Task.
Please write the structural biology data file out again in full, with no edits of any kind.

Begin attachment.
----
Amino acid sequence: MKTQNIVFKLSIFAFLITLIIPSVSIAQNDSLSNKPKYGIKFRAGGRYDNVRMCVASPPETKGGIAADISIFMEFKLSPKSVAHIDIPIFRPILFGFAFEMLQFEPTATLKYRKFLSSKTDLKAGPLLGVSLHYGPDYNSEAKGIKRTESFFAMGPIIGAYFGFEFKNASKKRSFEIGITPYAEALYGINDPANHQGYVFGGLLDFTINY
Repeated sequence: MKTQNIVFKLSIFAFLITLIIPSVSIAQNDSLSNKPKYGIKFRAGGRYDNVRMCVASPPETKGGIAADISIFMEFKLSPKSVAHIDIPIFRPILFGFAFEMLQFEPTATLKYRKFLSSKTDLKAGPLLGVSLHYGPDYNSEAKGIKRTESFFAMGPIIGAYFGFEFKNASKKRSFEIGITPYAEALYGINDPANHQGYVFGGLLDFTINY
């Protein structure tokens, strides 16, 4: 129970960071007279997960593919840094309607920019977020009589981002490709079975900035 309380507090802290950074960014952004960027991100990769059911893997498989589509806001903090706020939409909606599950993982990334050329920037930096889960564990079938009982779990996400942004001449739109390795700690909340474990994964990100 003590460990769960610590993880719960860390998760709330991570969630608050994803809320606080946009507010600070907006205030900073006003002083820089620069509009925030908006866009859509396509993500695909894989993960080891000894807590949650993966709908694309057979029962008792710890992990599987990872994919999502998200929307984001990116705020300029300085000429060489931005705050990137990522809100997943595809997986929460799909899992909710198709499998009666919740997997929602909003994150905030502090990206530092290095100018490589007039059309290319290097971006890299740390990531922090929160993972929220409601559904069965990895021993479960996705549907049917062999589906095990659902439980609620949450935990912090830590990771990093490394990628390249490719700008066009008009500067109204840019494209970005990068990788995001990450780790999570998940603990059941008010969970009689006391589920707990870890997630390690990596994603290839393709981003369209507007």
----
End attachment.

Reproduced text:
Amino acid sequence: MKTQNIVFKLSIFAFLITLIIPSVSIAQNDSLSNKPKYGIKFRAGGRYDNVRMCVASPPETKGGIAADISIFMEFKLSPKSVAHIDIPIFRPILFGFAFEMLQFEPTATLKYRKFLSSKTDLKAGPLLGVSLHYGPDYNSEAKGIKRTESFFAMGPIIGAYFGFEFKNASKKRSFEIGITPYAEALYGINDPANHQGYVFGGLLDFTINY
Repeated sequence: MKTQNIVFKLSIFAFLITLIIPSVSIAQNDSLSNKPKYGIKFRAGGRYDNVRMCVASPPETKGGIAADISIFMEFKLSPKSVAHIDIPIFRPILFGFAFEMLQFEPTATLKYRKFLSSKTDLKAGPLLGVSLHYGPDYNSEAKGIKRTESFFAMGPIIGAYFGFEFKNASKKRSFEIGITPYAEALYGINDPANHQGYVFGGLLDFTINY
């Protein structure tokens, strides 16, 4: 129970960071007279997960593919840094309607920019977020009589981002490709079975900035 309380507090802290950074960014952004960027991100990769059911893997498989589509806001903090706020939409909606599950993982990334050329920037930096889960564990079938009982779990996400942004001449739109390795700690909340474990994964990100 003590460990769960610590993880719960860390998760709330991570969630608050994803809320606080946009507010600070907006205030900073006003002083820089620069509009925030908006866009859509396509993500695909894989993960080891000894807590949650993966709908694309057979029962008792710890992990599987990872994919999502998200929307984001990116705020300029300085000429060489931005705050990137990522809100997943595809997986929460799909899992909710198709499998009666919740997997929602909003994150905030502090990206530092290095100018490589007039059309290319290097971006890299740390990531922090929160993972929220409601559904069965990895021993479960996705549907049917062999589906095990659902439980609620949450935990912090830590990771990093490394990628390249490719700008066009008009500067109204840019494209970005990068990788995001990450780790999570998940603990059941008010969970009689006391589920707990870890997630390690990596994603290839393709981003369209507007």